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Wednesday, April 23, 2014

farming

Shopping at farmers’ markets about more than produce

Shopping at farmers’ markets is a growing trend and now Oxonians have more options to purchase fresh produce and baked goods. (May 31, 2013, Page 1B)

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    Fine Day For Fire Ants

    Local columnist Jimmy Reed recalls his days growing up on a farm – and his run-in with some “hungry” fire ants one day while picking up bales of hay. (April 16, 2013, Page 4)

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      That Dirty 830

      Local columnist Jimmy Reed relates a story of a run-in with a John Deere tractor in telling how he learned that showing off and not paying attention to detail can cause more problems than good. (March 26, 2013, Page 4)

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        Cotton remains one of Lafayette County’s main crops

        While cotton is a major crop in Mississippi, it continues to be one for Lafayette County as well, although corn and soybeans are giving the King of Cotton a run for its money. (November 2, 2012, Page 1B)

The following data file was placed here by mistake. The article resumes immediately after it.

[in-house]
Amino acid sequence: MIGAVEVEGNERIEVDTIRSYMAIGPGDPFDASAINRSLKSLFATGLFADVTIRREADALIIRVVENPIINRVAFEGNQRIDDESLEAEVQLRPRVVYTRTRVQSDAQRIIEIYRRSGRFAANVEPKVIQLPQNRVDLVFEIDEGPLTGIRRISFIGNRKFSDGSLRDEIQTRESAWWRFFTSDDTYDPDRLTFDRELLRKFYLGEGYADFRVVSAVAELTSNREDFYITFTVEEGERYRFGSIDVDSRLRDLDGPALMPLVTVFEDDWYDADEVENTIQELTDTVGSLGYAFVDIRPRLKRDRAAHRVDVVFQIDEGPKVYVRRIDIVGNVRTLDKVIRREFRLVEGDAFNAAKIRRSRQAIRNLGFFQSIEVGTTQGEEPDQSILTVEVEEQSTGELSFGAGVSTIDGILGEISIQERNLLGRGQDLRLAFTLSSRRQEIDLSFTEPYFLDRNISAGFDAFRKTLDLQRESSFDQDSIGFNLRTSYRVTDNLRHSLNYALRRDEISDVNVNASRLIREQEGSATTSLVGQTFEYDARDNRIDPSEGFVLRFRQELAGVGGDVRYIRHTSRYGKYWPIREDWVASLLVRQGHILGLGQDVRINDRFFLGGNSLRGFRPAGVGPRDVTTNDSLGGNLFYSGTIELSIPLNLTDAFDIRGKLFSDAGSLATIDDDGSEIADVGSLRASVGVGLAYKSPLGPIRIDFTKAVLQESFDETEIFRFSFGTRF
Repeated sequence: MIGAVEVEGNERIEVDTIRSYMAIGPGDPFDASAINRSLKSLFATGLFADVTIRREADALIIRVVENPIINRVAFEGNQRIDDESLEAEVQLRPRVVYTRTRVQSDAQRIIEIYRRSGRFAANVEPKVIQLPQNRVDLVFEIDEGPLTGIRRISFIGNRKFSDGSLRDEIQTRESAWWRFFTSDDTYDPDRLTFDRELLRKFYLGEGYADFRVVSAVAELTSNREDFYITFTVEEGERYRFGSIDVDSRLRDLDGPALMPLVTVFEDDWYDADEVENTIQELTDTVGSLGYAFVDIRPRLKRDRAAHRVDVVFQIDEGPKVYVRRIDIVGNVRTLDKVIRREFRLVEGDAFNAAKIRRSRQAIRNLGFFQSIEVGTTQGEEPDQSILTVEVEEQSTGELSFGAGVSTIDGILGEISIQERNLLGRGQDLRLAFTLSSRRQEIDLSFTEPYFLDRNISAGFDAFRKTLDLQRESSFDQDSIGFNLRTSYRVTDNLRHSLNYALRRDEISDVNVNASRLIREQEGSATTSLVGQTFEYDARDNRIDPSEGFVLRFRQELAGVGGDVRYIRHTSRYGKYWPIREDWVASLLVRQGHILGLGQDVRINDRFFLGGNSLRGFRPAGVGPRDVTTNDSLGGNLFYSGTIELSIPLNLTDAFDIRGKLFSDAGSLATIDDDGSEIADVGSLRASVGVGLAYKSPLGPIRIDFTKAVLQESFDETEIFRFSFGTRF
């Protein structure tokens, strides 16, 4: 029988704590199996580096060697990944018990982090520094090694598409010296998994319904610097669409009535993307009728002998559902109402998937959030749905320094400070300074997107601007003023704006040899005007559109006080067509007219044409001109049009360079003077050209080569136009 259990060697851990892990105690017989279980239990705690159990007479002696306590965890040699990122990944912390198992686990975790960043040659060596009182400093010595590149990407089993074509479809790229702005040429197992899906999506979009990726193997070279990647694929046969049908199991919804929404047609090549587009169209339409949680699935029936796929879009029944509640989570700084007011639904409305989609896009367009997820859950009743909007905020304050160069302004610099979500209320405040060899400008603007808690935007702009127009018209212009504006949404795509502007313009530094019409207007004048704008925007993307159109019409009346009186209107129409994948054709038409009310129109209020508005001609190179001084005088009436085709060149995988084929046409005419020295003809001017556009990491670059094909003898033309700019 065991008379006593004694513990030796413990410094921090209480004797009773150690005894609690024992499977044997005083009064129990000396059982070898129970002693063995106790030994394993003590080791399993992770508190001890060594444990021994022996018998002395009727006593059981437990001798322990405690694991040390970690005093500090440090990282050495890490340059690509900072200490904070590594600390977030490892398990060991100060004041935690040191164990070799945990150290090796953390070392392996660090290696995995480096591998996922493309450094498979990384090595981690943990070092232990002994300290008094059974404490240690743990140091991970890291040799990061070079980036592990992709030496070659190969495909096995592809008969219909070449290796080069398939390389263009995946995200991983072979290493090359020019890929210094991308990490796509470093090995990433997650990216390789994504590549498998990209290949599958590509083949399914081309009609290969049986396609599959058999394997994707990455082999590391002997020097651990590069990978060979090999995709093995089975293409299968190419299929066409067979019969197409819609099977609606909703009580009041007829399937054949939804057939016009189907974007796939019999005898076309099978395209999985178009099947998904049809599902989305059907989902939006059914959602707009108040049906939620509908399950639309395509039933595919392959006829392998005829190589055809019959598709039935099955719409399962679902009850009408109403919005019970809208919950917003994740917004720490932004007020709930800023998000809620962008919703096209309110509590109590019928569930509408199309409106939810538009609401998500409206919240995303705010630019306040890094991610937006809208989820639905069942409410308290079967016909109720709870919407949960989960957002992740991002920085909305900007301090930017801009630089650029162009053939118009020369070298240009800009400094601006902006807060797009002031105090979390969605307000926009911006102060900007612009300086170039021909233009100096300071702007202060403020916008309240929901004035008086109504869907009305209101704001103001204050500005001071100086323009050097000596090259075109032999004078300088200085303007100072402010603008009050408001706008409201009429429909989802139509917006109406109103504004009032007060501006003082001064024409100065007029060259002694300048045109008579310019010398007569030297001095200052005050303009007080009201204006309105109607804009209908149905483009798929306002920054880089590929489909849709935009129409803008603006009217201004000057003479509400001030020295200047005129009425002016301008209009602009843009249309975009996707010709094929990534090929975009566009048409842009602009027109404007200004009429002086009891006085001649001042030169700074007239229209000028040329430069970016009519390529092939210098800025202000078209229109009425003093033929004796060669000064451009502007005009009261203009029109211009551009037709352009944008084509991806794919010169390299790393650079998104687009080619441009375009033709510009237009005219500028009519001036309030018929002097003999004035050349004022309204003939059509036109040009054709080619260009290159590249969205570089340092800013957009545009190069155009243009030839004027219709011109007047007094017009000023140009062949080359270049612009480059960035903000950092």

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          Dry conditions little concern for farmers

          Lafayette County is under a moderate drought due to the dry spring, however, thanks to irrigation systems, local farmers say their crops are doing just fine. (June 7, 2012, Page 5A)

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            Teaching Chickens To Write

            Local columnist Jimmy Reed remembers a childhood vocation – raising chickens and selling their eggs – and recalls how some people thought he could have even taught his fowls to write. (April 17, 2012, Page 4)

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              Solitude: Lamar and agriculture

              L.Q.C. Lamar is known nationally as a congressman, senator, Secretary of the Interior and associate justice of the United States Supreme Court, but he is not known for his interest in, and ownership of, farming operations. In 1854, Lamar was living in his home state of Georgia. He had established a law firm in Macon but he did not have any use for his extensive slave holdings. (October 15, 2010, Page 3B)

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                T. Roy, The Tater Tycoon

                Local columnist Jimmy Reed tells the story of Terence Royal who, after being turned down for a janitorial position, began a local produce operation that eventually helped his entire family. (October 5, 2010, Page 4)

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